MILLERSTOWN - Eric and Mena Noll, formerly of Millerstown are having Thanksgiving at the beach with their two boys, Bryce, 9, and Trenton, 6 1/2. Family from Juniata and Perry counties are journeying to the couple's new beach home in North Carolina's Outer Banks for turkey and trimmings and to give thanks for the family's life journey.
The move to the beach earlier this year, however, is not because of a job change or a "just because."
The family moved to live out a dream and to find appreciation in life itself.
The Noll family, formerly of Millerstown, now resides in the Outer Banks of North Carolina.
Trenton was diagnosed at age two with a brain tumor just behind the optic nerve of his eye. The first grader has beaten many odds, but time is still short.
"It's too short," said Mena Noll.
Mena is a 1995 graduate of East Juniata High School. Eric is a 1995 graduate of Greenwood High School. The couple met in 1998 and married on the beach in Nags Head in 2000.
"We fell in love with the Outer Banks and knew it would be where we ended up at some point in our lives; it was our dream," Mena said.
They were blessed with two baby boys and all was well in their Millerstown family life.
But there was something different about their youngest child. It was something that his mother noticed.
"It was a flicker in his eye I noticed prior to his second birthday that prompted the appointment with an ophthalmologist," Mena Noll said. "The ophthalmologist assumed it was nothing, but since there was 1 percent chance of anything else, he still ordered the MRI. May 30, 2008, has become one of those dates that you will never forget, the day our world was turned upside down and Trenton was diagnosed. The images were startling - my baby had a tumor the size of a golf ball in his brain."
The Nolls' lives changed forever.
"Unfortunately the tumor was unable to be removed due to the location. The tumor surrounded his optic nerve as well as his pituitary gland and other important areas of the brain, making any operation life threatening," she said, noting they did not realize Trenton was blind in the right eye and had limited vision in the left eye.
For the past four and half years Trenton has undergone all types of cancer treatments including experimental drugs. In October 2009, Trenton had to have emergency surgery to sustain his life. It was during that surgery he suffered a stroke.
"Overcoming the odds, he learned to talk, walk and relearn everyday functions all while enduring harsh chemo(therapy). It was the roughest time in our lives. It was only God who could pull me through those dark days," Mena said.
Almost two years later, the Nolls were given more bad news. Despite treatment, Trenton's tumor again progressed and there were no longer any conventional treatments available. Due to the long term effects from the emergency surgery, radiation and surgery would not be an option either.
"Eric and I began to research and found an experimental drug call Afinitor. The doctors allowed it, but cautioned to be prepared that Trenton may have very limited time left. We prayed he would survive until Christmas, and he did."
That was a year ago.
Since then the Nolls have make life changing decisions for the sake of limited time.
"After four years we decided that it was time for a change, time for us to not let cancer hold us back," Mena said. "When we looked through family photos we saw the biggest and best smiles on our faces when we were at the beach. It was our favorite place to be. It was our dream to be there not just once a year, but anytime of the year. We wanted our kids to get to live out our dream and, as if it were God's plan, it all happened so simply."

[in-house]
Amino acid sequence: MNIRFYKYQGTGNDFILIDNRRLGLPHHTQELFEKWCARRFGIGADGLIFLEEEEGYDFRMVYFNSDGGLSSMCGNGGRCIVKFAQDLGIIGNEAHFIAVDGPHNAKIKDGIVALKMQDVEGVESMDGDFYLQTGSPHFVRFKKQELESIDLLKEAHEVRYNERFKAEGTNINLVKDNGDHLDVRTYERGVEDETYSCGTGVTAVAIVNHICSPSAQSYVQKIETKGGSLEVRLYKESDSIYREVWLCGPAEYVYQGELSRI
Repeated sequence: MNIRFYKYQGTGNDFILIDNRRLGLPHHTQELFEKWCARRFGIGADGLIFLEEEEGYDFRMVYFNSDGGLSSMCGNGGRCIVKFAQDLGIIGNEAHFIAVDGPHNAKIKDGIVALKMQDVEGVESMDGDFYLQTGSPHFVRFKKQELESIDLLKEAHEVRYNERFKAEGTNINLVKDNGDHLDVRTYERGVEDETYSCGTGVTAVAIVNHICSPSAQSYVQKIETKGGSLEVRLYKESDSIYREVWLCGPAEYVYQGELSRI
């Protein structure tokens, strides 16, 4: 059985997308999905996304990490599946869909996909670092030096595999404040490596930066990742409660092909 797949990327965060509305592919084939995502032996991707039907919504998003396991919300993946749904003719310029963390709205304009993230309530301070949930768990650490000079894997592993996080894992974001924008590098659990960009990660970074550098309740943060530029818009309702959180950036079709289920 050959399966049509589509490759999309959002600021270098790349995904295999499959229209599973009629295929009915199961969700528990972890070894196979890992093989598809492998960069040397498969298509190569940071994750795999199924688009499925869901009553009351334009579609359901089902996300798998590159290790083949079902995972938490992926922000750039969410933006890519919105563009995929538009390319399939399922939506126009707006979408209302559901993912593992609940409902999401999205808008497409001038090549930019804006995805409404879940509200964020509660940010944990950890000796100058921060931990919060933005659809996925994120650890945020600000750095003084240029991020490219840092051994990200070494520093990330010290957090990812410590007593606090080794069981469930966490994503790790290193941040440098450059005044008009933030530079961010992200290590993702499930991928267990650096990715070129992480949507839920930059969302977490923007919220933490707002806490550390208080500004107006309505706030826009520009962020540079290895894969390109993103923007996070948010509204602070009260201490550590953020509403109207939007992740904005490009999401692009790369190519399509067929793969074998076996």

The Nolls sold their home here and found the perfect house in the Outer Banks. Trenton became a patient at King's Daughters Children's Hospital in Virginia.
Last month the doctors there determined Trenton's tumor was once again actively growing and treatment options were exhausted.
Mena said they are thankful every day as if every moment is Thanksgiving.
"We are quite aware that the odds for Trenton surviving are not in his favor, but we have something cancer cannot take away - faith. Trenton has overcome so many things that medical professionals didn't feel he would. Trenton has showed so many people how important it is to enjoy life and praise God. He is our constant reminder that prayers can be answered."
Trenton is excited for the actual holiday to arrive and shares his thankfulness. He most appreciates God, family, the beach and his dog Bella, he told his mom.
Mena said the family is decorating a "Thankful Tree." Each person in attendance may put a note on it telling what they are thankful for this year.
"I can't say that I am thankful that Trenton has cancer, but I can say I am thankful for the lessons it has taught me over the years. I know that there is always a positive in every situation, you just have to look for it. God always has a reason for everything. Our family has become only stronger, more loving, and more appreciative through it all. "
The Nolls have a support system back home through family, Facebook and friends. But, she said, not everyone understood why they would "drop everything" for life on the beach.
"Most people thought we were crazy to pick up and move, but we had a dream and went for it," Mena said. "The best part about having a dream is actually living it. This Thanksgiving I am truly thankful for time ... God has blessed us with so much of it with our children. I think all too often we forget that the time we have here is not a given."